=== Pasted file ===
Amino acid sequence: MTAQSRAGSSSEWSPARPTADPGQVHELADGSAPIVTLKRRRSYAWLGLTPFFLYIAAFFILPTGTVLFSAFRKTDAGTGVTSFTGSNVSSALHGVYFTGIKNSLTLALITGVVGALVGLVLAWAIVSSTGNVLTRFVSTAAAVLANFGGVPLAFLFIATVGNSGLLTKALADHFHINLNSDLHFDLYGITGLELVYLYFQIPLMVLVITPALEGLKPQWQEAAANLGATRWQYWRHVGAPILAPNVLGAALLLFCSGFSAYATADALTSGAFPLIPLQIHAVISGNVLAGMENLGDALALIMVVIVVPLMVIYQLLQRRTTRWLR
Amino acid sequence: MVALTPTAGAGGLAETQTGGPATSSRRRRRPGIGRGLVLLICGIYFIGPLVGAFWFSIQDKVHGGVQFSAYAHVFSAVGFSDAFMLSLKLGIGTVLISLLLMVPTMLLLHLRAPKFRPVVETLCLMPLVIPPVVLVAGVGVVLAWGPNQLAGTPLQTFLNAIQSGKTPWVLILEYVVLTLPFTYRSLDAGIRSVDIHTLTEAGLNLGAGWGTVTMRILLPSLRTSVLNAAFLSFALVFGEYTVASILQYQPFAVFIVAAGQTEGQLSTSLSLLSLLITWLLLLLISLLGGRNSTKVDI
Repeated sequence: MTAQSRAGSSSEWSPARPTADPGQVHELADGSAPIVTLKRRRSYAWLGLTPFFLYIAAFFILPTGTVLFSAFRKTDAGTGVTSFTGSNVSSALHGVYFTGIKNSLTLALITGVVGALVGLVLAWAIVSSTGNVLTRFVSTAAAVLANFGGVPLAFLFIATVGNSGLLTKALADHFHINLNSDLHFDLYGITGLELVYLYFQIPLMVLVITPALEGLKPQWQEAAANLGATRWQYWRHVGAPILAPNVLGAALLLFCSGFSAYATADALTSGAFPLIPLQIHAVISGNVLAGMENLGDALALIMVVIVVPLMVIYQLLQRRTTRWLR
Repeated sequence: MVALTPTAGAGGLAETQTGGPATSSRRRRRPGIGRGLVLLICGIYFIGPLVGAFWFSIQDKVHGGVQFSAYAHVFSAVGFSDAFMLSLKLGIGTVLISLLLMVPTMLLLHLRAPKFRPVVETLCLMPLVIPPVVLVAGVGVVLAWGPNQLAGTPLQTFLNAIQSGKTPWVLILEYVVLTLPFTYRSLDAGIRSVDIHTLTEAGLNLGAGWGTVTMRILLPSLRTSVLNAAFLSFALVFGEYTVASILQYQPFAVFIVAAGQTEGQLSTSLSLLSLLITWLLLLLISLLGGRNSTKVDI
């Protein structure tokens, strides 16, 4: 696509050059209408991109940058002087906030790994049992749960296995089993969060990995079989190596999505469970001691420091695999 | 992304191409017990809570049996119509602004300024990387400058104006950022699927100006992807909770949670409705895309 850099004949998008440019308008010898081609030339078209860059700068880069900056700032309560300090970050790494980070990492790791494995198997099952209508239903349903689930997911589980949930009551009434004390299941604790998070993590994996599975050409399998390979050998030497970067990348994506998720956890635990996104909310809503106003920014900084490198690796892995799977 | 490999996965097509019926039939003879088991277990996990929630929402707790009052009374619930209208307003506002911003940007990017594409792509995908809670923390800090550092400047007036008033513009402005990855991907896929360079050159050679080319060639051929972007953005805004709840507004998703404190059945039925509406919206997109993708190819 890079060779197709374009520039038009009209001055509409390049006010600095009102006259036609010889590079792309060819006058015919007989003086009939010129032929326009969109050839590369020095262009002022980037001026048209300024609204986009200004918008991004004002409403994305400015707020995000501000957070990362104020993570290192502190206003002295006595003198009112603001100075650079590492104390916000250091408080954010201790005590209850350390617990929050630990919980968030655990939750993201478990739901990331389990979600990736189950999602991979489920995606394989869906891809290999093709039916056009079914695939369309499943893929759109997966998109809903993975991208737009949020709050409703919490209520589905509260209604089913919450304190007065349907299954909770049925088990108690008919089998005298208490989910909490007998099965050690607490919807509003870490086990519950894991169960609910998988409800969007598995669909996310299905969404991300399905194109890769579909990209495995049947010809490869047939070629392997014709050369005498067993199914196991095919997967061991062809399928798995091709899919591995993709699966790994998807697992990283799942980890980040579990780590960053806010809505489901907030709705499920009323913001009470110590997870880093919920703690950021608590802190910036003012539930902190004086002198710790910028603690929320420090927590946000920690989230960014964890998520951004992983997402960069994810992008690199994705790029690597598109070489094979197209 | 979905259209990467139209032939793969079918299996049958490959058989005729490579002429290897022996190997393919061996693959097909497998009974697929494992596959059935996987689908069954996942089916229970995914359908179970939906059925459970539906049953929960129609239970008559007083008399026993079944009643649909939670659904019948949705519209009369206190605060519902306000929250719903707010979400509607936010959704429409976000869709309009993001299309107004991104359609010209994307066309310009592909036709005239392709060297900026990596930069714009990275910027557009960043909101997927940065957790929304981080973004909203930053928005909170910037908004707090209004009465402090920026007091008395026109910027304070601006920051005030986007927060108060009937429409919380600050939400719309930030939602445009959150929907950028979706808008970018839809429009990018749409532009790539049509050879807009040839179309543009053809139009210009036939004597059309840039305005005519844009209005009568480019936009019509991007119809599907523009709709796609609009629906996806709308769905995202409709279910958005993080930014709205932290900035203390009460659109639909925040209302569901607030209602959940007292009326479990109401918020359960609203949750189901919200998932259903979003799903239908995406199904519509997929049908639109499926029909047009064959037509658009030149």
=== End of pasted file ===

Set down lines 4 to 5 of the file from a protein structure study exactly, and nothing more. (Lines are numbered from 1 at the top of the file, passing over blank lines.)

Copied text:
Repeated sequence: MVALTPTAGAGGLAETQTGGPATSSRRRRRPGIGRGLVLLICGIYFIGPLVGAFWFSIQDKVHGGVQFSAYAHVFSAVGFSDAFMLSLKLGIGTVLISLLLMVPTMLLLHLRAPKFRPVVETLCLMPLVIPPVVLVAGVGVVLAWGPNQLAGTPLQTFLNAIQSGKTPWVLILEYVVLTLPFTYRSLDAGIRSVDIHTLTEAGLNLGAGWGTVTMRILLPSLRTSVLNAAFLSFALVFGEYTVASILQYQPFAVFIVAAGQTEGQLSTSLSLLSLLITWLLLLLISLLGGRNSTKVDI
């Protein structure tokens, strides 16, 4: 696509050059209408991109940058002087906030790994049992749960296995089993969060990995079989190596999505469970001691420091695999 | 992304191409017990809570049996119509602004300024990387400058104006950022699927100006992807909770949670409705895309 850099004949998008440019308008010898081609030339078209860059700068880069900056700032309560300090970050790494980070990492790791494995198997099952209508239903349903689930997911589980949930009551009434004390299941604790998070993590994996599975050409399998390979050998030497970067990348994506998720956890635990996104909310809503106003920014900084490198690796892995799977 | 490999996965097509019926039939003879088991277990996990929630929402707790009052009374619930209208307003506002911003940007990017594409792509995908809670923390800090550092400047007036008033513009402005990855991907896929360079050159050679080319060639051929972007953005805004709840507004998703404190059945039925509406919206997109993708190819 890079060779197709374009520039038009009209001055509409390049006010600095009102006259036609010889590079792309060819006058015919007989003086009939010129032929326009969109050839590369020095262009002022980037001026048209300024609204986009200004918008991004004002409403994305400015707020995000501000957070990362104020993570290192502190206003002295006595003198009112603001100075650079590492104390916000250091408080954010201790005590209850350390617990929050630990919980968030655990939750993201478990739901990331389990979600990736189950999602991979489920995606394989869906891809290999093709039916056009079914695939369309499943893929759109997966998109809903993975991208737009949020709050409703919490209520589905509260209604089913919450304190007065349907299954909770049925088990108690008919089998005298208490989910909490007998099965050690607490919807509003870490086990519950894991169960609910998988409800969007598995669909996310299905969404991300399905194109890769579909990209495995049947010809490869047939070629392997014709050369005498067993199914196991095919997967061991062809399928798995091709899919591995993709699966790994998807697992990283799942980890980040579990780590960053806010809505489901907030709705499920009323913001009470110590997870880093919920703690950021608590802190910036003012539930902190004086002198710790910028603690929320420090927590946000920690989230960014964890998520951004992983997402960069994810992008690199994705790029690597598109070489094979197209 | 979905259209990467139209032939793969079918299996049958490959058989005729490579002429290897022996190997393919061996693959097909497998009974697929494992596959059935996987689908069954996942089916229970995914359908179970939906059925459970539906049953929960129609239970008559007083008399026993079944009643649909939670659904019948949705519209009369206190605060519902306000929250719903707010979400509607936010959704429409976000869709309009993001299309107004991104359609010209994307066309310009592909036709005239392709060297900026990596930069714009990275910027557009960043909101997927940065957790929304981080973004909203930053928005909170910037908004707090209004009465402090920026007091008395026109910027304070601006920051005030986007927060108060009937429409919380600050939400719309930030939602445009959150929907950028979706808008970018839809429009990018749409532009790539049509050879807009040839179309543009053809139009210009036939004597059309840039305005005519844009209005009568480019936009019509991007119809599907523009709709796609609009629906996806709308769905995202409709279910958005993080930014709205932290900035203390009460659109639909925040209302569901607030209602959940007292009326479990109401918020359960609203949750189901919200998932259903979003799903239908995406199904519509997929049908639109499926029909047009064959037509658009030149």